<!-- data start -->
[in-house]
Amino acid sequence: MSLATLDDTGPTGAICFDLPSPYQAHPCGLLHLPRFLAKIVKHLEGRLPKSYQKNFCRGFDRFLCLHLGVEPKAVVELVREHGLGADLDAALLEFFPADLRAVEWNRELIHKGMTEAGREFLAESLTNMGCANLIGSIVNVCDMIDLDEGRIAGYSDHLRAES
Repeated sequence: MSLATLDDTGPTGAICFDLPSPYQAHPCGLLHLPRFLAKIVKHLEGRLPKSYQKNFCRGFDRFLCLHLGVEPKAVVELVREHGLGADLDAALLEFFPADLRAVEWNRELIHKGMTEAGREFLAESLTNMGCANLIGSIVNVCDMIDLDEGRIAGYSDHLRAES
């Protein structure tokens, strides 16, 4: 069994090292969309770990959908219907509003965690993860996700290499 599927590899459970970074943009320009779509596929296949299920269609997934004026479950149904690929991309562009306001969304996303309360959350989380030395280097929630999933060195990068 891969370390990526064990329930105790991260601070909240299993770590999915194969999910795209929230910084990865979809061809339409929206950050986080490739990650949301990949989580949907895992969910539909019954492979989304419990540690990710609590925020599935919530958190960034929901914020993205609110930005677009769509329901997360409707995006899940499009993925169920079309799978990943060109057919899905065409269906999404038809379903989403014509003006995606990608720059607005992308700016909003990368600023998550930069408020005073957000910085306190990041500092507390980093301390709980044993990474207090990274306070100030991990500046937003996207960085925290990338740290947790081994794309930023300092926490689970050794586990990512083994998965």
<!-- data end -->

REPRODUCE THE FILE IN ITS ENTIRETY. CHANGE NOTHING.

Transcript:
[in-house]
Amino acid sequence: MSLATLDDTGPTGAICFDLPSPYQAHPCGLLHLPRFLAKIVKHLEGRLPKSYQKNFCRGFDRFLCLHLGVEPKAVVELVREHGLGADLDAALLEFFPADLRAVEWNRELIHKGMTEAGREFLAESLTNMGCANLIGSIVNVCDMIDLDEGRIAGYSDHLRAES
Repeated sequence: MSLATLDDTGPTGAICFDLPSPYQAHPCGLLHLPRFLAKIVKHLEGRLPKSYQKNFCRGFDRFLCLHLGVEPKAVVELVREHGLGADLDAALLEFFPADLRAVEWNRELIHKGMTEAGREFLAESLTNMGCANLIGSIVNVCDMIDLDEGRIAGYSDHLRAES
């Protein structure tokens, strides 16, 4: 069994090292969309770990959908219907509003965690993860996700290499 599927590899459970970074943009320009779509596929296949299920269609997934004026479950149904690929991309562009306001969304996303309360959350989380030395280097929630999933060195990068 891969370390990526064990329930105790991260601070909240299993770590999915194969999910795209929230910084990865979809061809339409929206950050986080490739990650949301990949989580949907895992969910539909019954492979989304419990540690990710609590925020599935919530958190960034929901914020993205609110930005677009769509329901997360409707995006899940499009993925169920079309799978990943060109057919899905065409269906999404038809379903989403014509003006995606990608720059607005992308700016909003990368600023998550930069408020005073957000910085306190990041500092507390980093301390709980044993990474207090990274306070100030991990500046937003996207960085925290990338740290947790081994794309930023300092926490689970050794586990990512083994998965």